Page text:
Nine-owned streaming service Stan and Amazon Prime Video believe the proposed SVOD and AVOD content quotas outlined in the Federal Government’s media reform green paper may carry unintended consequences, such as placing further pressure on production resources and curtailing diversity in the sector.
But they are at odds as to what shape regulation of the sector should take, with Prime Video’s submission to the paper urging the government to reconsider the exemption for platforms held by companies that already have a broadcasting license – like Stan – which it says would create an “unlevel playing field”.
It comes after Amazon announced seven new Australian Original productions last month, bringing its total local spend to $150 million across 14 commissions since 2019, during which it says more than 2,500 jobs have been created.
Prime Video Australia head Hushidar Kharas said in the submission that while Amazon shared the common objective of “promoting and celebrating Australian content among as wide an audience as possible”, the “sustained and significant change underway in the sector” meant the best way to achieve this was unclear.
“We believe that continued flexibility remains important and prescriptive
obligations could have unintended consequences,” he wrote.
“As such, we reiterate our view that any regulatory interventions at this early stage should be appropriately limited and cautious so as not to impact adversely on Australian consumers or the evolution of diverse business models that are serving their needs.
“If in several years’ time there is a problem with the levels of investment, then some action may be necessary. However, at present we do not believe the data shows a lack of investment in Australian content and Australian production capacity by the sector.”
Stan also highlighted its commitment to Australian content in its submission, noting it commissioned productions with budgets that total more than $250 million.
The streamer, which plans to invest in more than 30 productions per year within five years, joined Prime Video in warning against mistimed government intervention, citing a possible further strain on resources.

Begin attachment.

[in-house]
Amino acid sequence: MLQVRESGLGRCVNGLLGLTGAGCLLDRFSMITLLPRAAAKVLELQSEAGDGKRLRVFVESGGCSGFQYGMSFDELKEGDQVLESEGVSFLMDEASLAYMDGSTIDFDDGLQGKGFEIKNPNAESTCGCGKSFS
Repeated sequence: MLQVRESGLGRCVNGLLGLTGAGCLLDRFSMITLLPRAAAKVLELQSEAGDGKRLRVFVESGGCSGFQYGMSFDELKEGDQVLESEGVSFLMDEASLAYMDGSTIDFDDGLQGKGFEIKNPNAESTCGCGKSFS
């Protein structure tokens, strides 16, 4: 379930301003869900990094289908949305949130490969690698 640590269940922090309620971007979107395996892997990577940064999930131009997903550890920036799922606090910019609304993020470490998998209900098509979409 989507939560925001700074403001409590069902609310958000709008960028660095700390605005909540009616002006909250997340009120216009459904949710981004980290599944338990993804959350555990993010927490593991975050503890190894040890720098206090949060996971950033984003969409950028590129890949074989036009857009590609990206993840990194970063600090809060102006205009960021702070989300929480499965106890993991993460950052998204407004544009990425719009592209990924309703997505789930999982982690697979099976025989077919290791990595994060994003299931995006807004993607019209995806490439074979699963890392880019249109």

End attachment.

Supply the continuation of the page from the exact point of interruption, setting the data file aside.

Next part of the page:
“Due to the increase in demand for Australian production facilities and crew, these key resources are becoming harder to secure which is delaying many projects and driving up the costs of production,” it said.
“Exacerbating this issue for local commissioning platforms and broadcasters is one example of the myriad unintended consequences that are likely to arise from government intervention designed to accelerate the streaming sector’s investments into Australian content.
“This is a concerning issue because local media companies are best placed to tell Australian stories and any policy setting that undermined their ability to invest in such content would inevitably stem the cultural and economic benefits that flow from our local production industry.”
Going forward, Amazon Australia said it would support “the scope of relevant investments” in a model that was not limited to specific genres, while seeking clarification on whether the acquisitions referenced in the green paper include licensing Australian content both for Australian and overseas markets.
The company also argued the government should recognise its investment in filming international productions in Australia; procuring Australian pre and post production services; investment in skills and talent development in Australia; and investment in Australian production capacity.
In relation to exemptions for platforms held by companies that already have a broadcasting or subscription license, such as Nine’s Stan, Foxtel’s Binge or ViacomCBS’ Paramount+, Amazon Australia said the proposal had the potential to “distort” the sector.
For its part, Stan said the nature of content quotas made them difficult to apply to a sector where companies were contributing to Australian content and creative industries in vastly different ways.
“Content quotas were designed to regulate a fixed group of free-to-air television networks operating under the same business model,” the submission states.
“Yet streaming companies have vastly different business models with different operating margins and economics.
“Stan invests significantly in premium Australian productions, while an international company in the same sector invests in production capacity, skills, and development via studios and other infrastructure.”